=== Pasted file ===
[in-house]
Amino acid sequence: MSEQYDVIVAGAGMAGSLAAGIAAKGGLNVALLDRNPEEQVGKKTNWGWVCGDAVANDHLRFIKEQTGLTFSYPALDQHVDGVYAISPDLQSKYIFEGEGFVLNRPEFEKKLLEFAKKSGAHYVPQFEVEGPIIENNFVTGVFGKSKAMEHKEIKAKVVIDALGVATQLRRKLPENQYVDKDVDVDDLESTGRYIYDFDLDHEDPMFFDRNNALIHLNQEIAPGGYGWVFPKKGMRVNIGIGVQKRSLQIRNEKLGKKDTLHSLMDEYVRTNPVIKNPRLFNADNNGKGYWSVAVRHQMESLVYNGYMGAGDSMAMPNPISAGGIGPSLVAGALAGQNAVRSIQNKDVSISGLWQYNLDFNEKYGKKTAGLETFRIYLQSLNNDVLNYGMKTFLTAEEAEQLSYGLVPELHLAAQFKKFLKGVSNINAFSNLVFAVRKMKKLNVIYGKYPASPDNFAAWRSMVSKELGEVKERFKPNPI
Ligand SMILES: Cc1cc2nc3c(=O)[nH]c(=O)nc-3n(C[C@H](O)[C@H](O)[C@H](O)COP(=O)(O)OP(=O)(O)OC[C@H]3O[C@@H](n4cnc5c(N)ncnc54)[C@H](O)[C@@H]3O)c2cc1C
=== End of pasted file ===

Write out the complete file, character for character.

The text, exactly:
[in-house]
Amino acid sequence: MSEQYDVIVAGAGMAGSLAAGIAAKGGLNVALLDRNPEEQVGKKTNWGWVCGDAVANDHLRFIKEQTGLTFSYPALDQHVDGVYAISPDLQSKYIFEGEGFVLNRPEFEKKLLEFAKKSGAHYVPQFEVEGPIIENNFVTGVFGKSKAMEHKEIKAKVVIDALGVATQLRRKLPENQYVDKDVDVDDLESTGRYIYDFDLDHEDPMFFDRNNALIHLNQEIAPGGYGWVFPKKGMRVNIGIGVQKRSLQIRNEKLGKKDTLHSLMDEYVRTNPVIKNPRLFNADNNGKGYWSVAVRHQMESLVYNGYMGAGDSMAMPNPISAGGIGPSLVAGALAGQNAVRSIQNKDVSISGLWQYNLDFNEKYGKKTAGLETFRIYLQSLNNDVLNYGMKTFLTAEEAEQLSYGLVPELHLAAQFKKFLKGVSNINAFSNLVFAVRKMKKLNVIYGKYPASPDNFAAWRSMVSKELGEVKERFKPNPI
Ligand SMILES: Cc1cc2nc3c(=O)[nH]c(=O)nc-3n(C[C@H](O)[C@H](O)[C@H](O)COP(=O)(O)OP(=O)(O)OC[C@H]3O[C@@H](n4cnc5c(N)ncnc54)[C@H](O)[C@@H]3O)c2cc1C